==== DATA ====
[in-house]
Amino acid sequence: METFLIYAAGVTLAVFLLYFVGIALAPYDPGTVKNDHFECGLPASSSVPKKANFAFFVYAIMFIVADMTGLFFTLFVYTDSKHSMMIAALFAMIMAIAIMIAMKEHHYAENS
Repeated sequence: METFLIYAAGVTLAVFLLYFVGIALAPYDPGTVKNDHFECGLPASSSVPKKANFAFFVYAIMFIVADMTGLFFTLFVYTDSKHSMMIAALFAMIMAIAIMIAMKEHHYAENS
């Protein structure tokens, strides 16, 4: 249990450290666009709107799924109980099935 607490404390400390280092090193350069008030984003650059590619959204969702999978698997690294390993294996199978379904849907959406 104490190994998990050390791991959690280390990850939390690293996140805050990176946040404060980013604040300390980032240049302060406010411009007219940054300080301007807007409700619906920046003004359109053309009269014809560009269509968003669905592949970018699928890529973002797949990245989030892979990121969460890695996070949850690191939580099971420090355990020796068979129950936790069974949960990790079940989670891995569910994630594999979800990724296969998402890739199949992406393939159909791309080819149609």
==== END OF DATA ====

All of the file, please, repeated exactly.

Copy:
[in-house]
Amino acid sequence: METFLIYAAGVTLAVFLLYFVGIALAPYDPGTVKNDHFECGLPASSSVPKKANFAFFVYAIMFIVADMTGLFFTLFVYTDSKHSMMIAALFAMIMAIAIMIAMKEHHYAENS
Repeated sequence: METFLIYAAGVTLAVFLLYFVGIALAPYDPGTVKNDHFECGLPASSSVPKKANFAFFVYAIMFIVADMTGLFFTLFVYTDSKHSMMIAALFAMIMAIAIMIAMKEHHYAENS
């Protein structure tokens, strides 16, 4: 249990450290666009709107799924109980099935 607490404390400390280092090193350069008030984003650059590619959204969702999978698997690294390993294996199978379904849907959406 104490190994998990050390791991959690280390990850939390690293996140805050990176946040404060980013604040300390980032240049302060406010411009007219940054300080301007807007409700619906920046003004359109053309009269014809560009269509968003669905592949970018699928890529973002797949990245989030892979990121969460890695996070949850690191939580099971420090355990020796068979129950936790069974949960990790079940989670891995569910994630594999979800990724296969998402890739199949992406393939159909791309080819149609």